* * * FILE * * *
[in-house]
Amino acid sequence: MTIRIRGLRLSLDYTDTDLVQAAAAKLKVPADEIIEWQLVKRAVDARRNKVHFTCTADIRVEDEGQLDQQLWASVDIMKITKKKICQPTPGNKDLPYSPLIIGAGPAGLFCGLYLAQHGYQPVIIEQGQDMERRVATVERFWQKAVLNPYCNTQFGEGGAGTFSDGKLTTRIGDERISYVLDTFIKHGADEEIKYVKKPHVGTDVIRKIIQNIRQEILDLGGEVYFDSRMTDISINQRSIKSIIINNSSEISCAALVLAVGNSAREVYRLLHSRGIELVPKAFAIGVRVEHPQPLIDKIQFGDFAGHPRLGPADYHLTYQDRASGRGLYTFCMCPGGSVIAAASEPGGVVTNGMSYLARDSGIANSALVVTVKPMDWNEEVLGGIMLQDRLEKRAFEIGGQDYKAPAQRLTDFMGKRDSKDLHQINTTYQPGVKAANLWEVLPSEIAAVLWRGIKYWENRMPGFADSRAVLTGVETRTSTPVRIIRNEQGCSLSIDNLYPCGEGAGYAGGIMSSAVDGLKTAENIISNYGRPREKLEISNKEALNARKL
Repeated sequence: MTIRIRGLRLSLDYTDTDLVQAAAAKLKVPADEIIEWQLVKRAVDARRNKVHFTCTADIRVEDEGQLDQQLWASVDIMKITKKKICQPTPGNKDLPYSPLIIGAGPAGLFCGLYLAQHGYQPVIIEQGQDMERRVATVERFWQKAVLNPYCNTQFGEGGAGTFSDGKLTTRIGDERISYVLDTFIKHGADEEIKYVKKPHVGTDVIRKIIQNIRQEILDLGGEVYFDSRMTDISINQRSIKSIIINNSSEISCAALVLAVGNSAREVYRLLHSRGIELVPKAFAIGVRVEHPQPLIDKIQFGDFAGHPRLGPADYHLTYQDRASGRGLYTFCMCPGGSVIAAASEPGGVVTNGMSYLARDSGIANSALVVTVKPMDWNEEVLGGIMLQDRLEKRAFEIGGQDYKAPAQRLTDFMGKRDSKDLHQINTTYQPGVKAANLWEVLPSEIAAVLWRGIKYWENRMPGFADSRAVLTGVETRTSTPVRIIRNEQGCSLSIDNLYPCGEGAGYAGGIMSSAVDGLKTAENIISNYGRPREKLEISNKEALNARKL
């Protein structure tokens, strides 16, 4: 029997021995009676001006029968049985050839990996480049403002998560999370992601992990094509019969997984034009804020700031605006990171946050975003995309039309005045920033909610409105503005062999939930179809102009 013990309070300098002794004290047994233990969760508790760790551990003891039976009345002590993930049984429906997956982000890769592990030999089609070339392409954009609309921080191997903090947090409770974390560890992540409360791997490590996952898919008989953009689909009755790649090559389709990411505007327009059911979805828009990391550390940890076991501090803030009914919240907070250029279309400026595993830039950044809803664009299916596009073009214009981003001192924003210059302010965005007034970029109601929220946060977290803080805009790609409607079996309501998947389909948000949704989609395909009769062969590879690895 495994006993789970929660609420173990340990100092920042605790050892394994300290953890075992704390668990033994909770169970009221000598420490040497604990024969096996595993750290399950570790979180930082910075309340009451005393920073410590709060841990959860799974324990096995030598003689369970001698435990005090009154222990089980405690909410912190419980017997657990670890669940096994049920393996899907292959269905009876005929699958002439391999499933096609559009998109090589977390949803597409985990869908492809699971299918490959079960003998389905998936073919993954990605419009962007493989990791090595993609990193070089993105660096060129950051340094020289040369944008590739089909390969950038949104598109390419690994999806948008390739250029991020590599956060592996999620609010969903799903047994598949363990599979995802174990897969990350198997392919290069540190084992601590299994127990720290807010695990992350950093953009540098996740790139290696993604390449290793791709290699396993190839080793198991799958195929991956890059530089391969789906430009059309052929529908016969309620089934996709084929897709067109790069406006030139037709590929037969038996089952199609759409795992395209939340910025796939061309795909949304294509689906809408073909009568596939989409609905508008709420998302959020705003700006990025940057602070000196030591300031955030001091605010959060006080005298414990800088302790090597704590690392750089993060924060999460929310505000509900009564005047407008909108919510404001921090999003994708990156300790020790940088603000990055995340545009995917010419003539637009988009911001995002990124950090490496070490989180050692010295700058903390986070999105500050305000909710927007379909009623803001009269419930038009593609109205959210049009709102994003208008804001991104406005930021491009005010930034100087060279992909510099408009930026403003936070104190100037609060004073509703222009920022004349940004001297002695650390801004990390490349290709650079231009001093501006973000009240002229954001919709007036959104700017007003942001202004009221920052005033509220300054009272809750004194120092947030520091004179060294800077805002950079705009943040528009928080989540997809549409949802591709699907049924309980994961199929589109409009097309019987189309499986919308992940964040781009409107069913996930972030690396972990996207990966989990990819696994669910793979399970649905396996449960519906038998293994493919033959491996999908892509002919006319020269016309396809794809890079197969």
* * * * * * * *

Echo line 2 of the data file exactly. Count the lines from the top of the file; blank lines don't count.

Amino acid sequence: MTIRIRGLRLSLDYTDTDLVQAAAAKLKVPADEIIEWQLVKRAVDARRNKVHFTCTADIRVEDEGQLDQQLWASVDIMKITKKKICQPTPGNKDLPYSPLIIGAGPAGLFCGLYLAQHGYQPVIIEQGQDMERRVATVERFWQKAVLNPYCNTQFGEGGAGTFSDGKLTTRIGDERISYVLDTFIKHGADEEIKYVKKPHVGTDVIRKIIQNIRQEILDLGGEVYFDSRMTDISINQRSIKSIIINNSSEISCAALVLAVGNSAREVYRLLHSRGIELVPKAFAIGVRVEHPQPLIDKIQFGDFAGHPRLGPADYHLTYQDRASGRGLYTFCMCPGGSVIAAASEPGGVVTNGMSYLARDSGIANSALVVTVKPMDWNEEVLGGIMLQDRLEKRAFEIGGQDYKAPAQRLTDFMGKRDSKDLHQINTTYQPGVKAANLWEVLPSEIAAVLWRGIKYWENRMPGFADSRAVLTGVETRTSTPVRIIRNEQGCSLSIDNLYPCGEGAGYAGGIMSSAVDGLKTAENIISNYGRPREKLEISNKEALNARKL